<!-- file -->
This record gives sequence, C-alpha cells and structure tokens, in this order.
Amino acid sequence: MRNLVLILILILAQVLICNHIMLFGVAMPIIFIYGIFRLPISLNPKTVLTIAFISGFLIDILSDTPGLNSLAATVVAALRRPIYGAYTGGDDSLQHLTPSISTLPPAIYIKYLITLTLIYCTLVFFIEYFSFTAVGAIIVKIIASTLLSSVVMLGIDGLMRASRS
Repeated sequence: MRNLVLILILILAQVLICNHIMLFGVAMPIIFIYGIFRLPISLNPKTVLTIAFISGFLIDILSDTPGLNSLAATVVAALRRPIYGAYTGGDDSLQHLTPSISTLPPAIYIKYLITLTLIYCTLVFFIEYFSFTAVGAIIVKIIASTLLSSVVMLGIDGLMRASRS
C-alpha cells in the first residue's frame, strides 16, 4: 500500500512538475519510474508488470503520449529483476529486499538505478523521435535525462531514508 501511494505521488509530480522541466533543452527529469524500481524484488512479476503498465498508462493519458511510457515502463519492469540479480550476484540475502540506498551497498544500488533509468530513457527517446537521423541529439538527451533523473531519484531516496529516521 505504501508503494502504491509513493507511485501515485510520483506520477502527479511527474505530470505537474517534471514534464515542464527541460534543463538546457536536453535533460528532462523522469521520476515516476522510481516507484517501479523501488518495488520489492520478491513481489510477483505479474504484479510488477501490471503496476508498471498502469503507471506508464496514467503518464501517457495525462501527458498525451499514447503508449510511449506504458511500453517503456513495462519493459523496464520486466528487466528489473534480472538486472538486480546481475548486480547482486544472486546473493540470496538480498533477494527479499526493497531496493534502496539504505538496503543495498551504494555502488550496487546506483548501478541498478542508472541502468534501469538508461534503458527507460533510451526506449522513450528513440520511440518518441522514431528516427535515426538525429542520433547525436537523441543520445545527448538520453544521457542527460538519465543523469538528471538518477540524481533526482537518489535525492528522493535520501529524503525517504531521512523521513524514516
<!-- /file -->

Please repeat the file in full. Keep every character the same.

This record gives sequence, C-alpha cells and structure tokens, in this order.
Amino acid sequence: MRNLVLILILILAQVLICNHIMLFGVAMPIIFIYGIFRLPISLNPKTVLTIAFISGFLIDILSDTPGLNSLAATVVAALRRPIYGAYTGGDDSLQHLTPSISTLPPAIYIKYLITLTLIYCTLVFFIEYFSFTAVGAIIVKIIASTLLSSVVMLGIDGLMRASRS
Repeated sequence: MRNLVLILILILAQVLICNHIMLFGVAMPIIFIYGIFRLPISLNPKTVLTIAFISGFLIDILSDTPGLNSLAATVVAALRRPIYGAYTGGDDSLQHLTPSISTLPPAIYIKYLITLTLIYCTLVFFIEYFSFTAVGAIIVKIIASTLLSSVVMLGIDGLMRASRS
C-alpha cells in the first residue's frame, strides 16, 4: 500500500512538475519510474508488470503520449529483476529486499538505478523521435535525462531514508 501511494505521488509530480522541466533543452527529469524500481524484488512479476503498465498508462493519458511510457515502463519492469540479480550476484540475502540506498551497498544500488533509468530513457527517446537521423541529439538527451533523473531519484531516496529516521 505504501508503494502504491509513493507511485501515485510520483506520477502527479511527474505530470505537474517534471514534464515542464527541460534543463538546457536536453535533460528532462523522469521520476515516476522510481516507484517501479523501488518495488520489492520478491513481489510477483505479474504484479510488477501490471503496476508498471498502469503507471506508464496514467503518464501517457495525462501527458498525451499514447503508449510511449506504458511500453517503456513495462519493459523496464520486466528487466528489473534480472538486472538486480546481475548486480547482486544472486546473493540470496538480498533477494527479499526493497531496493534502496539504505538496503543495498551504494555502488550496487546506483548501478541498478542508472541502468534501469538508461534503458527507460533510451526506449522513450528513440520511440518518441522514431528516427535515426538525429542520433547525436537523441543520445545527448538520453544521457542527460538519465543523469538528471538518477540524481533526482537518489535525492528522493535520501529524503525517504531521512523521513524514516